Written By Mike Antrobus, FA Skills Coach and reproduced from TheFA.Com
Mike Antrobus, FA Tesco Skills Coach, emphasises the need for positive language when working with young players.
At times coaching children can be extremely difficult and challenging. Some children seem to sense the mood of the coach and push the boundaries as far as possible. Most coaches of young players will have experienced something similar.
Coaches often ask: “Why do they keep doing that?” “Why are they not listening?” and “Why won’t they do what they have been told?” The language used by the coach and how certain children, rather than others, are singled out for attention may be some of the possible reasons for this frustrating behaviour.
If a coach tells the children “do not to go outside of the area”, it is not surprising that some children do so straight away. Why? Some of the children will know it is a way to get your attention, even if the attention is achieved through a negative action. For some children, it seems, any attention is better than no attention at all.
There is a multitude of reasons why this may be the case: children may be used to lots of positive feedback and if they don’t get this straight away, they may look into other avenues to receive this. If children see the coach giving attention to others for misbehaving, they may see this as the only way to gain a response from you.
“If we want our players to change their behaviour then maybe we, as coaches, might have to change as well?”
Consider this at your next coaching session. Try to remain positive: “it would be brilliant if we could all stay inside the area”. It is important this is followed with feedback: “well done James for staying in the area and keeping the ball close”.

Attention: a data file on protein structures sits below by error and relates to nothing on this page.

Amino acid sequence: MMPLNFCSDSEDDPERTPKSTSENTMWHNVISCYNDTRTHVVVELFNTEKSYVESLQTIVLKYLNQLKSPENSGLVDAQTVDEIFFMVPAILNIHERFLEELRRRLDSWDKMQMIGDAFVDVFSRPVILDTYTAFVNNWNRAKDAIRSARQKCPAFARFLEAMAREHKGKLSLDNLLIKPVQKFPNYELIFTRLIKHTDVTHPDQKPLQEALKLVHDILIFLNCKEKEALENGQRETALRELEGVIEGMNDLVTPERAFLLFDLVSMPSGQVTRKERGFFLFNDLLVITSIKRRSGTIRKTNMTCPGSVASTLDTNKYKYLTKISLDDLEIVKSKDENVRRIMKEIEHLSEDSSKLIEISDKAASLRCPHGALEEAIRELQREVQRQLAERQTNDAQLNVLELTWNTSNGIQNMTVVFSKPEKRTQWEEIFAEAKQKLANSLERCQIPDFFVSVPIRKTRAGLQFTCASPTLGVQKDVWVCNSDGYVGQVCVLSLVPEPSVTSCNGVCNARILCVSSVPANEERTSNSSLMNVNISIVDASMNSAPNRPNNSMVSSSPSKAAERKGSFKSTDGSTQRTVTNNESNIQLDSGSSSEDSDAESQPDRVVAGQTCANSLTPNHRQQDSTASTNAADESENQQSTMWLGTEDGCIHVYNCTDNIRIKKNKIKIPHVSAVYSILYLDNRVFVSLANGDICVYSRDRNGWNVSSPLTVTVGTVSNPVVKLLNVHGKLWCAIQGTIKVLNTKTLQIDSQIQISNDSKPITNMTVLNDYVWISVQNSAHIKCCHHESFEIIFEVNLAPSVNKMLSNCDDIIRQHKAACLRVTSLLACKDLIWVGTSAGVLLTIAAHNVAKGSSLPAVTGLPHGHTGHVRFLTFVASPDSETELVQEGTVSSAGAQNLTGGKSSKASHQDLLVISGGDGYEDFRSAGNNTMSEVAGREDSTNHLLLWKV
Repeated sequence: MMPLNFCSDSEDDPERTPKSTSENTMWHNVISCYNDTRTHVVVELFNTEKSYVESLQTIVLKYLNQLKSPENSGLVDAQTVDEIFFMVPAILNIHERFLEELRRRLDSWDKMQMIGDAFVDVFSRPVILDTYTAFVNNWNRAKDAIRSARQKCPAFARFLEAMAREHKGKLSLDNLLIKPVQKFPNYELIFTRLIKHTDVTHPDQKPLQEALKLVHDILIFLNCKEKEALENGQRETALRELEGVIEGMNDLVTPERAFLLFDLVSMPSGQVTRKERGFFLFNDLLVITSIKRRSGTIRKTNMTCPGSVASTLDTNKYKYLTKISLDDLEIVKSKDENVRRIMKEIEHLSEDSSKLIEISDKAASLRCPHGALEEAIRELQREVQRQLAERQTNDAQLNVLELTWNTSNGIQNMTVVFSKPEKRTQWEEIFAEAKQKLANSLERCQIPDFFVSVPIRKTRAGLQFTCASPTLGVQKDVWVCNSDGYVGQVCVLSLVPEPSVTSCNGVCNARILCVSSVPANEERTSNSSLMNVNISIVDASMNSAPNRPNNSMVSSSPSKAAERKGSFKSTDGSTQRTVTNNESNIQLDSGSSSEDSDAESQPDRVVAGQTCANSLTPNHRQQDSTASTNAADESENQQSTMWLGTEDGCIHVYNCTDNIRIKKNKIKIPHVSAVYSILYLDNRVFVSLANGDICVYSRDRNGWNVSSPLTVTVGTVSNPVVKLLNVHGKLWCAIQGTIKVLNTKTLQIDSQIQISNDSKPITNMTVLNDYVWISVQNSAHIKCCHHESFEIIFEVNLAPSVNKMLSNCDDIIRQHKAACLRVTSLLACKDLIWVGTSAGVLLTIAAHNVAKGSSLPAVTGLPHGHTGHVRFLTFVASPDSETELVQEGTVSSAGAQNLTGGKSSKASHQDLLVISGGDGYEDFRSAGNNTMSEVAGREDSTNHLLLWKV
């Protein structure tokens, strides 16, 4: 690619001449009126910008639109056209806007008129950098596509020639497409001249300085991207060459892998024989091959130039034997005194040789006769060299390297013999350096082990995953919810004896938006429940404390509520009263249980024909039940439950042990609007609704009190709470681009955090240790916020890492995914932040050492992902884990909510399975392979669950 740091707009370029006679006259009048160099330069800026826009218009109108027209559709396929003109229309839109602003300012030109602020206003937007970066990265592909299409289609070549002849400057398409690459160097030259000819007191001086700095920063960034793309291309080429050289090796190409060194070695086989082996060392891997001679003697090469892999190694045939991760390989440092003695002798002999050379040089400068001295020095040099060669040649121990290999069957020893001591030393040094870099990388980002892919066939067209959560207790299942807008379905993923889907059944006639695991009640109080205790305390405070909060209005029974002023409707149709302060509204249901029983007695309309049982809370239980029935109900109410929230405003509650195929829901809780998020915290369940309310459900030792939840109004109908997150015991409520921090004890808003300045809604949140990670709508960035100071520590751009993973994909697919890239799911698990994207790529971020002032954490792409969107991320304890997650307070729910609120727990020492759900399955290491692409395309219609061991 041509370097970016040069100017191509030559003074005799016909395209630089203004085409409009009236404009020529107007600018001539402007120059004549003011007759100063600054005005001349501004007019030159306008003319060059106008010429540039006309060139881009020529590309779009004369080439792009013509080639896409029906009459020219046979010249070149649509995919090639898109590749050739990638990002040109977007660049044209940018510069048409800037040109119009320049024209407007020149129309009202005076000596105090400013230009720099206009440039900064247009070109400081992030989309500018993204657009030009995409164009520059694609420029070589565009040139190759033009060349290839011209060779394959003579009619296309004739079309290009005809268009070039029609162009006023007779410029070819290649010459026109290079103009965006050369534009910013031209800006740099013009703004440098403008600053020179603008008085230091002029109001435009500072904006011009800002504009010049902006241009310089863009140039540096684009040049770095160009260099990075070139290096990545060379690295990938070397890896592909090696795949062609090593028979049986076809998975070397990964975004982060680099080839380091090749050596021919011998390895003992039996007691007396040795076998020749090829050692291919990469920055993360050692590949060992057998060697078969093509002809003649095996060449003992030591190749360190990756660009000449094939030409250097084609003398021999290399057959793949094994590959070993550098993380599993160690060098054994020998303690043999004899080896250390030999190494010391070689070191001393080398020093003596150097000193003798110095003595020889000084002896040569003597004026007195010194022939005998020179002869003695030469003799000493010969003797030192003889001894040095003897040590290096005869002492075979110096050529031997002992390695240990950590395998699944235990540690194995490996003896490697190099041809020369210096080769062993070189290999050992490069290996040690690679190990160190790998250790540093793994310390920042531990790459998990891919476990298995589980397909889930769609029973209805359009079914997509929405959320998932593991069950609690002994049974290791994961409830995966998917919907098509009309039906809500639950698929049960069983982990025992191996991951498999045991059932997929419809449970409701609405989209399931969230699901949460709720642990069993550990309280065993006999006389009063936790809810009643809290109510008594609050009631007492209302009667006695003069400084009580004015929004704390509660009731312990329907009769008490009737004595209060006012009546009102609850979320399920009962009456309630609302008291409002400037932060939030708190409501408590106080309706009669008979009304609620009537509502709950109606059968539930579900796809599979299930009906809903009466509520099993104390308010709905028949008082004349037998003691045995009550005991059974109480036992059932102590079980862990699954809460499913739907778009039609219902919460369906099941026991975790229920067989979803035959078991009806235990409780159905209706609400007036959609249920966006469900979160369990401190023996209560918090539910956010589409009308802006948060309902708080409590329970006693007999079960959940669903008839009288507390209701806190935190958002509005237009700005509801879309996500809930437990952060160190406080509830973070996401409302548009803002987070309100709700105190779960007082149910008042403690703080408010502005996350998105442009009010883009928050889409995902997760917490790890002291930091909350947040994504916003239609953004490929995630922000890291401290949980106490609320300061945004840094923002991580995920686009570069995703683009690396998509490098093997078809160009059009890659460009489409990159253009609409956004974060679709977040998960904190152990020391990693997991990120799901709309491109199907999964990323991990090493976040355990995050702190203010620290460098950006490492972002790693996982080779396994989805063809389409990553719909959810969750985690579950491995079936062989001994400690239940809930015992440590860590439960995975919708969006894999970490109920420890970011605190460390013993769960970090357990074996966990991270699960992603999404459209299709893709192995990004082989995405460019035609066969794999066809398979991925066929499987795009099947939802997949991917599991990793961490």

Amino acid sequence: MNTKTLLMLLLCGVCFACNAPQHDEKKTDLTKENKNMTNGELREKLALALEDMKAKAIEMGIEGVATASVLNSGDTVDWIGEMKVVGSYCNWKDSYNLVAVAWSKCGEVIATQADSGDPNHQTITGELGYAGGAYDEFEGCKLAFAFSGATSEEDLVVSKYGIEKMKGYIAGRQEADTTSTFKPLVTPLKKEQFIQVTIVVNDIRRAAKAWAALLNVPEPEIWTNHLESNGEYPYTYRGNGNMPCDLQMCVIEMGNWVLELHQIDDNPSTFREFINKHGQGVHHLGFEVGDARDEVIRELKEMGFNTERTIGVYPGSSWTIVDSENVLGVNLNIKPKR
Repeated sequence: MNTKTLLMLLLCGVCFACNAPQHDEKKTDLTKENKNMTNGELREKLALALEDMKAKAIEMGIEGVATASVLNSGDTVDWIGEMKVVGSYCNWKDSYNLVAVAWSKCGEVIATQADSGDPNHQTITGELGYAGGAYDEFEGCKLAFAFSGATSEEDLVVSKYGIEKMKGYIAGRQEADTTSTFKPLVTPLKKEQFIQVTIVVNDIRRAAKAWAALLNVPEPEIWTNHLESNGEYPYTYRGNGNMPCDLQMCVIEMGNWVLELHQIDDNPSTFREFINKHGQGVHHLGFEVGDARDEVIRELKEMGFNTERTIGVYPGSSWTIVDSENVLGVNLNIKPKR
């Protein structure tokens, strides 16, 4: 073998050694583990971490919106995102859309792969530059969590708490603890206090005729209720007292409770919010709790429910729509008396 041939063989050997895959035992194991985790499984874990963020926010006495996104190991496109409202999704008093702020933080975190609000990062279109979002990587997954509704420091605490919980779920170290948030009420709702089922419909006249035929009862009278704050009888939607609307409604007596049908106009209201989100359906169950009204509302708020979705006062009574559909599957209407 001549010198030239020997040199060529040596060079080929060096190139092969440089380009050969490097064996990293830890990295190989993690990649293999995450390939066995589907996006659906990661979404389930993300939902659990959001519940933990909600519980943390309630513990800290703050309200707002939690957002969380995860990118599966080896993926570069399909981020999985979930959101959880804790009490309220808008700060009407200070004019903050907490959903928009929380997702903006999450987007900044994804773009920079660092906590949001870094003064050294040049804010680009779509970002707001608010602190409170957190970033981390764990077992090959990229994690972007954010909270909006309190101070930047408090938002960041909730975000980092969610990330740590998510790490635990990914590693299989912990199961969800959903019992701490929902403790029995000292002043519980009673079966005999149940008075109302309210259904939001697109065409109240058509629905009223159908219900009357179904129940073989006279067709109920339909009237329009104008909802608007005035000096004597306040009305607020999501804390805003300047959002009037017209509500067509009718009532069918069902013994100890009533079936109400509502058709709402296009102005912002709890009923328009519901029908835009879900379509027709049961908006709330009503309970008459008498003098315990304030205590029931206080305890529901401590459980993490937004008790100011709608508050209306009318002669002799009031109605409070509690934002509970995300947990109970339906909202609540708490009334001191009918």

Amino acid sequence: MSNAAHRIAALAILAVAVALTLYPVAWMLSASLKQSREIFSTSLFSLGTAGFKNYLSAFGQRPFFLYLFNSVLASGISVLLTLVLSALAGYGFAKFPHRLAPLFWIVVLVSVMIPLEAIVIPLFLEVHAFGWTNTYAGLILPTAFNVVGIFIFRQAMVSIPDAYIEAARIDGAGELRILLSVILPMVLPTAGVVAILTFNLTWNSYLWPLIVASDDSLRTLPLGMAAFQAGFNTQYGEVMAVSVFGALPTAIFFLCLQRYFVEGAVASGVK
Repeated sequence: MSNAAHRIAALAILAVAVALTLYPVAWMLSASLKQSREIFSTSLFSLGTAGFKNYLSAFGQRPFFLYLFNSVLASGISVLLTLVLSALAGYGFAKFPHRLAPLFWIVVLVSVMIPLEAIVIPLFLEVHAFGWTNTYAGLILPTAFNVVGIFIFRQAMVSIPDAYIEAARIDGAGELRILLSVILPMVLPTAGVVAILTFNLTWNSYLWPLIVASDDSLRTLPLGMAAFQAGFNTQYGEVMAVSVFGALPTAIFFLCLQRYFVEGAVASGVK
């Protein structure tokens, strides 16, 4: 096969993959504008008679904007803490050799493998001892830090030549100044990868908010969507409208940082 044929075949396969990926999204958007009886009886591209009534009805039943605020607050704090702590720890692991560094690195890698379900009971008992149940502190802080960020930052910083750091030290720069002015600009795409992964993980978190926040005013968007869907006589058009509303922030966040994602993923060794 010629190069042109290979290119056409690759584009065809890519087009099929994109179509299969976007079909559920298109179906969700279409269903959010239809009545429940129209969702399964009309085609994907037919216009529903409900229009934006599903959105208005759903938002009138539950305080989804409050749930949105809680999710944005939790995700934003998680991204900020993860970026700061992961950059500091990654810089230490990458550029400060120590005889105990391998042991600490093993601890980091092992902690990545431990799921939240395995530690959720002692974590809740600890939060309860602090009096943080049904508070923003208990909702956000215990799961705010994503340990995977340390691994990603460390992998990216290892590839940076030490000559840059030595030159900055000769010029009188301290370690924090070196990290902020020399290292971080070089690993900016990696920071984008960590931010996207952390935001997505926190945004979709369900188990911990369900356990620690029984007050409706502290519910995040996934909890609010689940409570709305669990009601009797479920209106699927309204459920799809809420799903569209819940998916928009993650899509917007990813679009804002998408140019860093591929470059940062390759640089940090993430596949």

Over time the players will recognise that they need to follow your instructions to be noticed and praised.
Using different types of positive and empowering statements will help foster a positive learning environment where players will develop. Looking for opportunities to highlight positive behaviour and positive play can help motivate players to develop and change.
We have to consider what the children understand when we speak to them; they are not mini-adults, they are children, and need help to understand what is acceptable and what is not. The methods we use to guide this process are critical. Pick the positives out.
Continual emphasis on positive behaviour will encourage others to follow suit.
If we want our players to change their behaviour then maybe we, as coaches, might have to change as well? In your next session try to remain positive throughout, do not use negative language or highlight negative play. Re-emphasise the positive.
It may be difficult for you but try to see how the children respond to your coaching, you may be surprised. It is important to note that it will not happen immediately, it may take a few weeks.
Let me know how you get on via twitter: @FASkillsDorset @MikeAntrobus
More of Mike’s blogs on coaching children:
Spaced Out: Do young players know what we mean when we ask them to “find space”.
A Positive Environment: A discussion on the importance of managing mistakes to a young players’ advantage.
Mike Antrobus is an FA Tesco Skills coach in Dorset.
As a young player, Mike played for Crewe Alexandra’s Academy side, before turning to coaching – first with a BTEC in Sports Development and Fitness, and then completing his BSc in Sports Coaching.
After graduating, Michael moved to America where he oversaw the development of children aged 5 to 17 for MLS franchise Red Bull New York. Michael returned to England to join The FA Tesco Skills Programme in 2009.
Michael is a Level 3 qualified coach, and has also completed the FA Youth Award modules 1 and 2. As part of the Dorset FA Tesco Skills team, he works with schools and children in Poole.
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